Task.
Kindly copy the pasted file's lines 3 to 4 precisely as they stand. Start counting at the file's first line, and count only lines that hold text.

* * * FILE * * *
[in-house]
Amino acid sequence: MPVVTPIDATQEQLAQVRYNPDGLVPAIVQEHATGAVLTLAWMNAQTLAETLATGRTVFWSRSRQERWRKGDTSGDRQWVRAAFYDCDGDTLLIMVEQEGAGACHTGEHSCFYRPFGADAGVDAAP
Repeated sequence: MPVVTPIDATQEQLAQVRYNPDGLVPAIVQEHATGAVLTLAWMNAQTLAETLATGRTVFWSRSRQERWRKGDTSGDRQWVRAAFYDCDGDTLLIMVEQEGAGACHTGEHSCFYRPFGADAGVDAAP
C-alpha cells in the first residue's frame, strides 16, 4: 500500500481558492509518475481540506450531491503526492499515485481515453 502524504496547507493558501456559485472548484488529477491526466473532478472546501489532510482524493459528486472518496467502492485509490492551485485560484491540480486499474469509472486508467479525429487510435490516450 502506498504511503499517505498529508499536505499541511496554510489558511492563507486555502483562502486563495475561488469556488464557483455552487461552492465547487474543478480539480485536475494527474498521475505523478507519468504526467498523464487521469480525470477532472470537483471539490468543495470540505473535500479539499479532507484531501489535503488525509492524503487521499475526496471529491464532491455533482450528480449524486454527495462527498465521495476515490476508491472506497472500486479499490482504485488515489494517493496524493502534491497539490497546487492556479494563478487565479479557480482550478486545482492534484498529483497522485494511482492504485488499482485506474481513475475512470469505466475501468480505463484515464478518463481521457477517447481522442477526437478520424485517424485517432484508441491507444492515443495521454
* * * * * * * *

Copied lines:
Repeated sequence: MPVVTPIDATQEQLAQVRYNPDGLVPAIVQEHATGAVLTLAWMNAQTLAETLATGRTVFWSRSRQERWRKGDTSGDRQWVRAAFYDCDGDTLLIMVEQEGAGACHTGEHSCFYRPFGADAGVDAAP
C-alpha cells in the first residue's frame, strides 16, 4: 500500500481558492509518475481540506450531491503526492499515485481515453 502524504496547507493558501456559485472548484488529477491526466473532478472546501489532510482524493459528486472518496467502492485509490492551485485560484491540480486499474469509472486508467479525429487510435490516450 502506498504511503499517505498529508499536505499541511496554510489558511492563507486555502483562502486563495475561488469556488464557483455552487461552492465547487474543478480539480485536475494527474498521475505523478507519468504526467498523464487521469480525470477532472470537483471539490468543495470540505473535500479539499479532507484531501489535503488525509492524503487521499475526496471529491464532491455533482450528480449524486454527495462527498465521495476515490476508491472506497472500486479499490482504485488515489494517493496524493502534491497539490497546487492556479494563478487565479479557480482550478486545482492534484498529483497522485494511482492504485488499482485506474481513475475512470469505466475501468480505463484515464478518463481521457477517447481522442477526437478520424485517424485517432484508441491507444492515443495521454